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Textile manufacturers that use an improved method of washing raw cotton to eliminate the risk of byssinosis are now exempt from all provisions of the Occupational Safety and Health Administration cotton dust standard except the requirements for record keeping and medical surveillance.
On Dec. 7, 2000, OSHA published a direct final rule amending its cotton dust standard to include the "batch kier" cotton washing method among other procedures exempted from portions of the cotton dust standard. The agency announced that if no adverse comments were received within 60 days, the changes would take effect April 6, 2001. No comments were received.
In partially exempting the batch kier method from the cotton dust standard, OSHA was following the recommendations of the Task Force for Byssinosis Prevention. The task force includes OSHA, the National Institute for Occupational Safety and Health, the Department of Agriculture, the National Cotton Council, the American Textile Manufacturers Institute, and the Union of Needle-trades, Industrial, and Textile Employees.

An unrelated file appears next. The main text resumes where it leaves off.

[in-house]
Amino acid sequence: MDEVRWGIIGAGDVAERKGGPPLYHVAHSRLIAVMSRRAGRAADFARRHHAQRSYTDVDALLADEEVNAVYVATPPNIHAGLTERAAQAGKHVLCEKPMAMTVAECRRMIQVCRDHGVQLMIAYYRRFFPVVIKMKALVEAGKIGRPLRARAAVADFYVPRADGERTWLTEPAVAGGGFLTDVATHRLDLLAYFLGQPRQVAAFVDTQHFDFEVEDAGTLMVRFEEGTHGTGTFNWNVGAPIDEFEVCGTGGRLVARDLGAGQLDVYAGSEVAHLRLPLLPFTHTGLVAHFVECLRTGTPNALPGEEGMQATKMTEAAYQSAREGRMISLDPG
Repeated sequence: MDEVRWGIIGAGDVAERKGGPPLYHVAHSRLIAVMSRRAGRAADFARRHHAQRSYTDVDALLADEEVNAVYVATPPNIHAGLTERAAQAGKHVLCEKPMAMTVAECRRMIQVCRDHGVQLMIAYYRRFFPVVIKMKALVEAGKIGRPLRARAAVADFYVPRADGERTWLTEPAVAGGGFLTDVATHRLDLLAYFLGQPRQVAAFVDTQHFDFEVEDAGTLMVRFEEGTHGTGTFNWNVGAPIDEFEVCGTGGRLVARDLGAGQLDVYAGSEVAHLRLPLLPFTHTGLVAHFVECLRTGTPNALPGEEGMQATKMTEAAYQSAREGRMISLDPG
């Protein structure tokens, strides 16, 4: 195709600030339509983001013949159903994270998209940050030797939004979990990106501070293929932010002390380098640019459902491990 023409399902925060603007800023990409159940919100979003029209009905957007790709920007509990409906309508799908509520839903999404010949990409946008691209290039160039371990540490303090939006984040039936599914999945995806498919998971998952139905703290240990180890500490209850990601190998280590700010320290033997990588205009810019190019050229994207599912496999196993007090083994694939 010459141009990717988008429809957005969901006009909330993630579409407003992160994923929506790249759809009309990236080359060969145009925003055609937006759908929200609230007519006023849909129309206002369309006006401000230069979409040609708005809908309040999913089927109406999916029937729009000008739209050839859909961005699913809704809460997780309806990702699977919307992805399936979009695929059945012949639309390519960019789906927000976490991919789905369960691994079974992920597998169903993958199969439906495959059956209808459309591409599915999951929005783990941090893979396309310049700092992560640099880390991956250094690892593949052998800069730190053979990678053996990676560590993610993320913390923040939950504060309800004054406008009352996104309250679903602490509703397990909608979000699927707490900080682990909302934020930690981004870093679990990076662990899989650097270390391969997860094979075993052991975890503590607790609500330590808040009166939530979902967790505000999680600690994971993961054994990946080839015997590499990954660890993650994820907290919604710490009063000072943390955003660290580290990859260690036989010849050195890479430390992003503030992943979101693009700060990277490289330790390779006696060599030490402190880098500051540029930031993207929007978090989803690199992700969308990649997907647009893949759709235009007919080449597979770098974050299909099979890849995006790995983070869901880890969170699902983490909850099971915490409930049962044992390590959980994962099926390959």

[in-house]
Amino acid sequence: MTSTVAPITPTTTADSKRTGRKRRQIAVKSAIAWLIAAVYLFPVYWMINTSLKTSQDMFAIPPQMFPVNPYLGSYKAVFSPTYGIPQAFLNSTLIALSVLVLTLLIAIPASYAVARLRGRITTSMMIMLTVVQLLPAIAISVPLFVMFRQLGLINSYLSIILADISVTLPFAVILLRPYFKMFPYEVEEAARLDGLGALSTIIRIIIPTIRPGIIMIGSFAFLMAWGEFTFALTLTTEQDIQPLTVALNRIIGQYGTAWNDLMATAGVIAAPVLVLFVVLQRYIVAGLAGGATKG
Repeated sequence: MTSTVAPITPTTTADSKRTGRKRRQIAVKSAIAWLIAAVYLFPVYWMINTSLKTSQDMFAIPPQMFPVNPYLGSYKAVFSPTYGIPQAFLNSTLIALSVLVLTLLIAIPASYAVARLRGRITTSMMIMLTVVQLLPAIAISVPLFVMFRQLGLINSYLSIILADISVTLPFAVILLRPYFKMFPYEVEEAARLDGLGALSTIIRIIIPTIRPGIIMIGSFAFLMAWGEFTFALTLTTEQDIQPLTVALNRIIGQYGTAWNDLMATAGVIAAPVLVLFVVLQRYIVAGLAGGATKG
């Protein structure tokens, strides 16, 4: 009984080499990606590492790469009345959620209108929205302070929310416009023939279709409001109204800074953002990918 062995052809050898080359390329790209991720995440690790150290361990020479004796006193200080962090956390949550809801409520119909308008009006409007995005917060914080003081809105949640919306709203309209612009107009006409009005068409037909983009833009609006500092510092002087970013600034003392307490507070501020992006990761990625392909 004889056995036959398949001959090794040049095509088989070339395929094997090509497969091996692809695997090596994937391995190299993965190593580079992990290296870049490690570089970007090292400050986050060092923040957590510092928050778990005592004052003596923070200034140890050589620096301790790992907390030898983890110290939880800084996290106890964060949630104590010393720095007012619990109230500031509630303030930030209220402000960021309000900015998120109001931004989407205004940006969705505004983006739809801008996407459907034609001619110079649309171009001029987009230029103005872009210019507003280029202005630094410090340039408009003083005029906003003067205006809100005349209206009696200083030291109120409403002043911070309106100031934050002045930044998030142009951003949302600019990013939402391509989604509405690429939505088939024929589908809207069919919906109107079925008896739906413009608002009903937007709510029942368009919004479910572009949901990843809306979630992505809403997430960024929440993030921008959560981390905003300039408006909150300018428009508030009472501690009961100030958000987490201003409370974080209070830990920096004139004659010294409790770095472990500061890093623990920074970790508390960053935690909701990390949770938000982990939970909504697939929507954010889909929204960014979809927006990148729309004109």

OSHA’s 1978 cotton dust standard was amended in 1985 to partially exempt cotton washed in a continuous flow system. Washing raw cotton before it is spun and woven eliminates the risk of byssinosis, commonly known as "brown lung," for workers exposed to cotton dust. The earlier exemptions did not apply to the batch kier method, in which raw cotton is repeatedly washed in a giant kettle, since this method had not been demonstrated to eliminate the bioactivity of cotton dust. More recent research and testing evaluated by the task force indicated that advances made in the batch kier method are sufficient to protect workers against byssinosis.
OSHA chose the direct rule approach since the changes had received universal support from labor and industry. This procedure saves regulatory resources by eliminating the notice and comment portion of the rulemaking, which is unnecessary if there is no opposition to a rule.